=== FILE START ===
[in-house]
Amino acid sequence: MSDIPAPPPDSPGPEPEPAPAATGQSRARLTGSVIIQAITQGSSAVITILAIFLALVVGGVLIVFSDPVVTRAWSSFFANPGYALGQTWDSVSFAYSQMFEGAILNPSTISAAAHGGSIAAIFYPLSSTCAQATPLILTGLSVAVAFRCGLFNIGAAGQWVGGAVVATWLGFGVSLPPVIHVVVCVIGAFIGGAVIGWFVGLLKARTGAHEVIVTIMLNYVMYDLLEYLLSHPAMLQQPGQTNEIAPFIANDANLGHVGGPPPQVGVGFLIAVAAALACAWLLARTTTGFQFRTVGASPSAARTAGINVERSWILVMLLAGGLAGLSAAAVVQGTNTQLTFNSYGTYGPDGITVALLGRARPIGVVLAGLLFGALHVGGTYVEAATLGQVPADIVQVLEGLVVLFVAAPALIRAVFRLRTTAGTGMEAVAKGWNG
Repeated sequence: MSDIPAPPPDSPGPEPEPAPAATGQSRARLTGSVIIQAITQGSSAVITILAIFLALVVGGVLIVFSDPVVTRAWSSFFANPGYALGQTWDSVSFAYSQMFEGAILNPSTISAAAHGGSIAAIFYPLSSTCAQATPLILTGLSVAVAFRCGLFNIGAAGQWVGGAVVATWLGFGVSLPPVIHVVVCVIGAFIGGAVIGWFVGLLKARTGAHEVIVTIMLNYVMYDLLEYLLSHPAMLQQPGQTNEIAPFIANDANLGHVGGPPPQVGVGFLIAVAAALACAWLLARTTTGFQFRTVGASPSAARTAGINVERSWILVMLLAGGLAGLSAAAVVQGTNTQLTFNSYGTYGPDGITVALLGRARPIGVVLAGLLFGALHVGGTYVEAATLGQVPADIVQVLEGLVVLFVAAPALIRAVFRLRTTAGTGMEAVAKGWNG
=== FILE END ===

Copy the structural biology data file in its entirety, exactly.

[in-house]
Amino acid sequence: MSDIPAPPPDSPGPEPEPAPAATGQSRARLTGSVIIQAITQGSSAVITILAIFLALVVGGVLIVFSDPVVTRAWSSFFANPGYALGQTWDSVSFAYSQMFEGAILNPSTISAAAHGGSIAAIFYPLSSTCAQATPLILTGLSVAVAFRCGLFNIGAAGQWVGGAVVATWLGFGVSLPPVIHVVVCVIGAFIGGAVIGWFVGLLKARTGAHEVIVTIMLNYVMYDLLEYLLSHPAMLQQPGQTNEIAPFIANDANLGHVGGPPPQVGVGFLIAVAAALACAWLLARTTTGFQFRTVGASPSAARTAGINVERSWILVMLLAGGLAGLSAAAVVQGTNTQLTFNSYGTYGPDGITVALLGRARPIGVVLAGLLFGALHVGGTYVEAATLGQVPADIVQVLEGLVVLFVAAPALIRAVFRLRTTAGTGMEAVAKGWNG
Repeated sequence: MSDIPAPPPDSPGPEPEPAPAATGQSRARLTGSVIIQAITQGSSAVITILAIFLALVVGGVLIVFSDPVVTRAWSSFFANPGYALGQTWDSVSFAYSQMFEGAILNPSTISAAAHGGSIAAIFYPLSSTCAQATPLILTGLSVAVAFRCGLFNIGAAGQWVGGAVVATWLGFGVSLPPVIHVVVCVIGAFIGGAVIGWFVGLLKARTGAHEVIVTIMLNYVMYDLLEYLLSHPAMLQQPGQTNEIAPFIANDANLGHVGGPPPQVGVGFLIAVAAALACAWLLARTTTGFQFRTVGASPSAARTAGINVERSWILVMLLAGGLAGLSAAAVVQGTNTQLTFNSYGTYGPDGITVALLGRARPIGVVLAGLLFGALHVGGTYVEAATLGQVPADIVQVLEGLVVLFVAAPALIRAVFRLRTTAGTGMEAVAKGWNG